Taking care of NJ’s aging population: Costly and daunting
Thursday night at 7, New Jersey 101.5 will present a special eldercare town hall. Experts will answer your questions on the air, on our website and on our Facebook page, where you can watch the town hall live and chat with our experts. Download our free mobile app to listen live from anywhere.
As the Baby Boomer generation continues to age, New Jersey’s elder care support system continues to get stretched thinner.
“As people get older, sometimes they will need more assistance in doing the things they would normally be able to do for themselves. But cost may certainly be a factor,” said Mary Catherine Lundquist, the program director of the Rutgers University Behavioral Health Care COPSA Institute for Alzheimer’s Disease and Related Disorders.
Lundquist said costs for elder care assistance in the Garden State continue to climb higher. To hire someone for a few hours a week to help an older family member or a loved one may cost hundreds of dollars. Nursing homes can cost more than $10,000 a month.
There are some assistance programs for people with lower incomes,Lundquist said, “but the majority of people who have worked and might have a little bit of savings to their name, they might have to exhaust all of that savings to get that level of care.”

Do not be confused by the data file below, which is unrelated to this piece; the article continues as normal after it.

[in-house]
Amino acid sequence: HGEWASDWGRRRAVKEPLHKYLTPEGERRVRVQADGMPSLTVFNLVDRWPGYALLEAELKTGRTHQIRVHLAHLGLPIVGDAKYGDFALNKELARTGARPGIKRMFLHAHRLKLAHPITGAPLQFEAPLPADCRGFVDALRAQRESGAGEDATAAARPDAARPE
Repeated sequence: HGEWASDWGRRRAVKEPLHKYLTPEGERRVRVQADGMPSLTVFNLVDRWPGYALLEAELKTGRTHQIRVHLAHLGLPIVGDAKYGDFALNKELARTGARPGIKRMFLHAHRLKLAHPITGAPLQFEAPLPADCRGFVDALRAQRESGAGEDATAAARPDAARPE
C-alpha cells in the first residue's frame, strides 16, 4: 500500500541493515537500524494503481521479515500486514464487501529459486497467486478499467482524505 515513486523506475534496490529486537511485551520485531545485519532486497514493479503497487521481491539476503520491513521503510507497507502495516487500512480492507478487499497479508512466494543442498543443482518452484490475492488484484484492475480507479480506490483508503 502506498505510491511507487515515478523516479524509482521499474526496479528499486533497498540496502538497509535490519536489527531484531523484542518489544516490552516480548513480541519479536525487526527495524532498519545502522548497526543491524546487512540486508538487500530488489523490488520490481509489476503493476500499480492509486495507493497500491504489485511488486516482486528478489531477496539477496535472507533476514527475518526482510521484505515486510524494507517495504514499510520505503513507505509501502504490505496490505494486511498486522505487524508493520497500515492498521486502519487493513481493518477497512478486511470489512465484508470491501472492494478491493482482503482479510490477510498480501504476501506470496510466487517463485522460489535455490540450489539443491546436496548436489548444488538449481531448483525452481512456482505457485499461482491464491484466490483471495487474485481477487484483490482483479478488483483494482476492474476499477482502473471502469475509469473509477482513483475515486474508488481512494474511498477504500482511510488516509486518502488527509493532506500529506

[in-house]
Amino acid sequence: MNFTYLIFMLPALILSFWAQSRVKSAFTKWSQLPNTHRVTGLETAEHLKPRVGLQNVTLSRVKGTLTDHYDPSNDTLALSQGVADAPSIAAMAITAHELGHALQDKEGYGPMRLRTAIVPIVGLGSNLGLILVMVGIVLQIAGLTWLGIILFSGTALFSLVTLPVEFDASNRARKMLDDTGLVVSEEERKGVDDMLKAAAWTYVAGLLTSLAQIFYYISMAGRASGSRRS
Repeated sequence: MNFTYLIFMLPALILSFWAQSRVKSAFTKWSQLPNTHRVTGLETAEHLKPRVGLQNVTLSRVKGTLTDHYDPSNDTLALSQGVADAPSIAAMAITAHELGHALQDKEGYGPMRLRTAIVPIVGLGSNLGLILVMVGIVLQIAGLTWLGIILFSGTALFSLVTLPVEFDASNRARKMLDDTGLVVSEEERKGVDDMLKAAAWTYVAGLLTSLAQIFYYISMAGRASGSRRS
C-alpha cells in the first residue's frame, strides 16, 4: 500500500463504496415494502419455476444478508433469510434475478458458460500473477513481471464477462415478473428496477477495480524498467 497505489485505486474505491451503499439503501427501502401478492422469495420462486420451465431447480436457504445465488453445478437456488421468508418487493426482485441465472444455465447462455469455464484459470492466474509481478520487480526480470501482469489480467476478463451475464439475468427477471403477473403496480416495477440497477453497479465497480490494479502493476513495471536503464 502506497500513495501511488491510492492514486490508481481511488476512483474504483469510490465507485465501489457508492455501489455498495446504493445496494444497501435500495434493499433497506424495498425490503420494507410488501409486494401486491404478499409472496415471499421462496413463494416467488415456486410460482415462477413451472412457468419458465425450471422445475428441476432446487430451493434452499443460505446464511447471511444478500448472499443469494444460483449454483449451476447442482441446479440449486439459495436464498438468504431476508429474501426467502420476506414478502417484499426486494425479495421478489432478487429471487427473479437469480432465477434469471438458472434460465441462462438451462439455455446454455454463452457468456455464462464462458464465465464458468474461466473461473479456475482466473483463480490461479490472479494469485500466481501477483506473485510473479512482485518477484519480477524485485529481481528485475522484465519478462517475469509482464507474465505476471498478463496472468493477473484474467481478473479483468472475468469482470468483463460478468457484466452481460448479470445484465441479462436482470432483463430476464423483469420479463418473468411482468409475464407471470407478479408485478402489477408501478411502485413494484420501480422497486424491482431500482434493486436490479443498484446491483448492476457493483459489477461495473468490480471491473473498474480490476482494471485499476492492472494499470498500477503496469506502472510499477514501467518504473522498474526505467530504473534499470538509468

Aging people are at greater risk for developing memory disorders or having a stroke, which would require that they receive more assistance. And many will have a hard time affording those services.
“That means that sometimes families will stay home for a very long period of time, even when it’s very difficult for the family to care for their loved one because they don’t have the money," Lundquist said.
She said that when relatives serve as caregivers they can burn out and get sick themselves.
Lundquist said New Jersey already has a sizable elderly population but those numbers continue to grow.
“The more elderly people we have in the system, the more drain there will be on the limited resources that we do have," she said.
She said Garden State residents with aging parents and friends need to begin to discuss care issues now.
“Just check in on them more often, see how they’re doing, and then contact their local office on aging just to see what resources might be available," she said.
“You know something as simple as maybe having Meals on Wheels deliver to the home, or helping your family member who can’t drive anymore get the senior citizen bus to get to the senior citizen center could help to decrease loneliness."
You can contact reporter David Matthau at David.Matthau@townsquaremedia.com